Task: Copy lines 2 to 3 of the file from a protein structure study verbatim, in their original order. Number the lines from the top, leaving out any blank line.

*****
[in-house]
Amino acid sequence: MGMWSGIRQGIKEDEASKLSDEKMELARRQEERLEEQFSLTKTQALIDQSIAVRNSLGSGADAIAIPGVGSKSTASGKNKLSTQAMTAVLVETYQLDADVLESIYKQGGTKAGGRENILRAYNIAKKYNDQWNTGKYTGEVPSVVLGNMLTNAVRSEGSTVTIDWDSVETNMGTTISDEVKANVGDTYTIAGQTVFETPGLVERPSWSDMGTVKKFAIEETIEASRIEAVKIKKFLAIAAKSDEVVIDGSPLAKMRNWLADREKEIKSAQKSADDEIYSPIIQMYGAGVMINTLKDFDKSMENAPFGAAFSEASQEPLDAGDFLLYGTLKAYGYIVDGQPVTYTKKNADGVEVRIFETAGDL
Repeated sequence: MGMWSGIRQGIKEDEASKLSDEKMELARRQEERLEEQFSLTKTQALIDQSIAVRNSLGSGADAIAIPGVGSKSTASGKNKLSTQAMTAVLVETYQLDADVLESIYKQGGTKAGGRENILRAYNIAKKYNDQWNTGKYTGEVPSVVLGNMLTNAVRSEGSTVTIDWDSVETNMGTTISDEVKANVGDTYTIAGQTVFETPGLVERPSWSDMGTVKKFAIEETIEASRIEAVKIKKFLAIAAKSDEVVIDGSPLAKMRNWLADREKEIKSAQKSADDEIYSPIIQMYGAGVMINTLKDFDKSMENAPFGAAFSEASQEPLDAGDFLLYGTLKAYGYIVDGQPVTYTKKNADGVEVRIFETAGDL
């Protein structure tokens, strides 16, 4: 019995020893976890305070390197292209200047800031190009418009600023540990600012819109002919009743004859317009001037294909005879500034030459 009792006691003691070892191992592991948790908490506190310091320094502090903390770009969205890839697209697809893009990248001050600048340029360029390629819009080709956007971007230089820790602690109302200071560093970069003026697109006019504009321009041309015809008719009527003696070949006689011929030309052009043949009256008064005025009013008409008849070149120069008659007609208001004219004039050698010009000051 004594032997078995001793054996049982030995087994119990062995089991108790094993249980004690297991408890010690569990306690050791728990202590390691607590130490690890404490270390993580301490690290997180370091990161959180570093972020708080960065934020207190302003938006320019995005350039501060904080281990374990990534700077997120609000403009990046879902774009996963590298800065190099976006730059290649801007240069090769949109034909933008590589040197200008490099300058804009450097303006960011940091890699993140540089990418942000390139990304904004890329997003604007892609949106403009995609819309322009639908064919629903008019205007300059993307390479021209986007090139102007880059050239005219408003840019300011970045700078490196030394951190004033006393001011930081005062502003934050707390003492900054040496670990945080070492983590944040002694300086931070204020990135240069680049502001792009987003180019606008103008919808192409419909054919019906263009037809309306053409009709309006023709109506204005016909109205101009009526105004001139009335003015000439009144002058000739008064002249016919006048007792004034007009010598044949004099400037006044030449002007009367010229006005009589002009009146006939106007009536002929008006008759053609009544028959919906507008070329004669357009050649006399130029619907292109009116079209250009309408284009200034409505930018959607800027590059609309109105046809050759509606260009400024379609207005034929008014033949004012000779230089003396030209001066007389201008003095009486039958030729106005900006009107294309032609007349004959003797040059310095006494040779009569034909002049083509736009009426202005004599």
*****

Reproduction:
Amino acid sequence: MGMWSGIRQGIKEDEASKLSDEKMELARRQEERLEEQFSLTKTQALIDQSIAVRNSLGSGADAIAIPGVGSKSTASGKNKLSTQAMTAVLVETYQLDADVLESIYKQGGTKAGGRENILRAYNIAKKYNDQWNTGKYTGEVPSVVLGNMLTNAVRSEGSTVTIDWDSVETNMGTTISDEVKANVGDTYTIAGQTVFETPGLVERPSWSDMGTVKKFAIEETIEASRIEAVKIKKFLAIAAKSDEVVIDGSPLAKMRNWLADREKEIKSAQKSADDEIYSPIIQMYGAGVMINTLKDFDKSMENAPFGAAFSEASQEPLDAGDFLLYGTLKAYGYIVDGQPVTYTKKNADGVEVRIFETAGDL
Repeated sequence: MGMWSGIRQGIKEDEASKLSDEKMELARRQEERLEEQFSLTKTQALIDQSIAVRNSLGSGADAIAIPGVGSKSTASGKNKLSTQAMTAVLVETYQLDADVLESIYKQGGTKAGGRENILRAYNIAKKYNDQWNTGKYTGEVPSVVLGNMLTNAVRSEGSTVTIDWDSVETNMGTTISDEVKANVGDTYTIAGQTVFETPGLVERPSWSDMGTVKKFAIEETIEASRIEAVKIKKFLAIAAKSDEVVIDGSPLAKMRNWLADREKEIKSAQKSADDEIYSPIIQMYGAGVMINTLKDFDKSMENAPFGAAFSEASQEPLDAGDFLLYGTLKAYGYIVDGQPVTYTKKNADGVEVRIFETAGDL